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Why Are Mobile Home Appraisals Different?: An Interview with Mark Sova of M&C Appraisals

By Mark Sova

Tell us a little bit about your company and the services you offer.

We are a local appraisal company located in San Jose, focusing on residential properties. Our coverage area is primarily Santa Clara County with secondary coverage areas in Santa Cruz, San Mateo and Southern Alameda counties. We provide appraisal services for single-family residences, condominiums, small-income properties, and manufactured housing for a variety of purposes. Some of these purposes include lending, PMI removal, tax appeal, estate planning, divorce settlement, bankruptcy settlement, prelisting service and bail bonds. We provide appraisals for mobile/manufactured homes in leasehold parks.

I am a state certified residential appraiser and a member of the Santa Clara County Association of Realtors. Other organizations I am a member with are the Appraisal Institute (www.appraisalinsttute.org) and the Real Estate Appraisers Association (www.reaac.org).

Can you briefly explain some of the key differences between a mobile home appraisal and a regular home appraisal?

The primary difference between a mobile home appraisal and regular home appraisal are of course the property rights. Mobile homes in parks are most frequently chattel (personal property), with leasehold for the site. While this is typically the case, there are also cooperative parks (generally resident owned) and fee simple parks in which the residents also own the site the dwelling is located.

The process for developing the opinion of value for a mobile home is similar to a site-built home. Generally the best approach for determining market value is with the sale comparison approach to value. This involves finding like properties, preferably in the same park, as the property being appraised.

How does the location of the mobile home affect its appraisal?

What are the top three factors in determining real estate value? Location, location, location. I am sure you have heard this saying before. This also applies to mobile homes. The location and park where the home is located can greatly affect the value. When performing an appraisal, we try to find sale comparable properties in the same park as the property being valued. Lenders want to see sale comparables in the same park. However, this is not always possible and when selecting comparables outside of the park, a location adjustment may be warranted.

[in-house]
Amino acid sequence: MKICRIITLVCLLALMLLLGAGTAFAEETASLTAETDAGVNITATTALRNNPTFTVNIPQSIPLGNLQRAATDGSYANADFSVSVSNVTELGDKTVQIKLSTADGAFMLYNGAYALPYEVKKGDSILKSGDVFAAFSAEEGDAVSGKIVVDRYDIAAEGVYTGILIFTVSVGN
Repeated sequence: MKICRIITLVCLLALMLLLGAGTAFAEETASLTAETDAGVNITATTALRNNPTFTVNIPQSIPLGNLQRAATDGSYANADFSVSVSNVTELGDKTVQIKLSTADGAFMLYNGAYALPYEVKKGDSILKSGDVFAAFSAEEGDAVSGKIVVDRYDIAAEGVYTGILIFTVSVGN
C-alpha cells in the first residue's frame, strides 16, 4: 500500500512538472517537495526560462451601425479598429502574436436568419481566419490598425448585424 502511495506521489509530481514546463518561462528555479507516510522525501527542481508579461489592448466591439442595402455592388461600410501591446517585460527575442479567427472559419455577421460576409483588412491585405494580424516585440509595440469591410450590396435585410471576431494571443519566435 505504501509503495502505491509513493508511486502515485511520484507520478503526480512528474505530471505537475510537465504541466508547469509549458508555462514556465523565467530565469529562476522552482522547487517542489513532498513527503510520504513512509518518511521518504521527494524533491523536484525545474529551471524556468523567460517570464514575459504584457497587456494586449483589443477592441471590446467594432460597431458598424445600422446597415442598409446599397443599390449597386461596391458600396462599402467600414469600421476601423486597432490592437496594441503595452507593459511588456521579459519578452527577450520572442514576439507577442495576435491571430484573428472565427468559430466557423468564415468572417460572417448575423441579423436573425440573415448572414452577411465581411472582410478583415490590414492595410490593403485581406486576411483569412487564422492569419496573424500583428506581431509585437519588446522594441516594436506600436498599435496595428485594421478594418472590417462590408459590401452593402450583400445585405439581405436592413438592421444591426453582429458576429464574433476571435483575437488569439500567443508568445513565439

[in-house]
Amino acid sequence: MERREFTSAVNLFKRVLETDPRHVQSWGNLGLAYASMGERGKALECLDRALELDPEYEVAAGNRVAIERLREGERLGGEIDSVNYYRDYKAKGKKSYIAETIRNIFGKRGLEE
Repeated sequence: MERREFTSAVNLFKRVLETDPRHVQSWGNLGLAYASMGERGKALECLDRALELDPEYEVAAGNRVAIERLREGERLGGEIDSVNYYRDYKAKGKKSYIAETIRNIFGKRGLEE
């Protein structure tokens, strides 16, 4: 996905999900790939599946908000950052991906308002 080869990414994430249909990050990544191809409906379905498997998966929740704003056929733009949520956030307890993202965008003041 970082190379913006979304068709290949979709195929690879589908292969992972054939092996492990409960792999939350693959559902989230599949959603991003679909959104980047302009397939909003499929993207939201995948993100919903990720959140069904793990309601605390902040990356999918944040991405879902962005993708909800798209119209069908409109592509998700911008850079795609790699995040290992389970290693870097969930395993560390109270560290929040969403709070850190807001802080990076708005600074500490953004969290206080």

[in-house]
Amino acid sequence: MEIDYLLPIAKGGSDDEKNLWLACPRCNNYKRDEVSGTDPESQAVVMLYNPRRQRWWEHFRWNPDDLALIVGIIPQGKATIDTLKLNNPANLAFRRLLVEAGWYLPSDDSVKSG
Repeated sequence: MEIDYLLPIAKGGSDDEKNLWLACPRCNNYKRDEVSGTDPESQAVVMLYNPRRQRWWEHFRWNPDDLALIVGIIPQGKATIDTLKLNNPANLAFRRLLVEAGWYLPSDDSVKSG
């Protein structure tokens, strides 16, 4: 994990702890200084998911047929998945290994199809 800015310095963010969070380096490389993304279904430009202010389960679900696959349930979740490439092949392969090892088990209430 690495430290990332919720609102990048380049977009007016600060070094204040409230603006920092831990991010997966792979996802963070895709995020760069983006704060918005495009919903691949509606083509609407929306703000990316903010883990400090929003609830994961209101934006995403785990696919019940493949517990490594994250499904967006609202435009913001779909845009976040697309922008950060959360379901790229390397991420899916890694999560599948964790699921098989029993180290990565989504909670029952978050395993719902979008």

What are some of the biggest factors that determine the value of a mobile home?

As we discussed earlier, location has a large factor on value. Other items which generally have a factor on value are living area size, age, condition, quality, space rent, width, and bedroom and bathroom counts. The amount of living space has a large factor; you want to compare similar sized, aged and quality homes. Newer homes generally are constructed superior to older homes. Many lenders will only lend on HUD built homes. These are homes built to the Federal Manufactured Home Construction and Safety Standards which went into effect on June 15, 1976.

Should an appraiser have additional qualifications for performing mobile and manufactured home appraisals?

Yes, an appraiser must be properly trained in appraising mobile homes. Per Uniform Standards of Professional Appraisal Practice (USPAP), the appraiser must be competent to perform the assignment, or acquire the necessary competency to perform the assignment, or withdraw from the assignment. There are courses from the Appraisal Institute, McKissock and N.A.D.A in valuation of mobile and manufactured homes. I have taken courses in appraising manufactured homes and have performed many mobile and manufactured home appraisals for both lender and nonlenders.

What is one of the biggest challenges when it comes to appraising mobile homes and manufactured homes in the Bay Area?

The biggest challenge to appraising mobile/manufactured homes in Bay Area Parks are finding sale comparables. The larger parks are generally not a problem, but it can be difficult to find suitable sale comparables in the smaller parks. The primary areas to search for sale comparables are the local MLS (REIL or Paragon), mhousing.com, local dealers and the park managers.

What's the best way for people to contact you and your company?

The best way to contact us is by phone (408) 677-3769 or email at info@mcappraisals.net.

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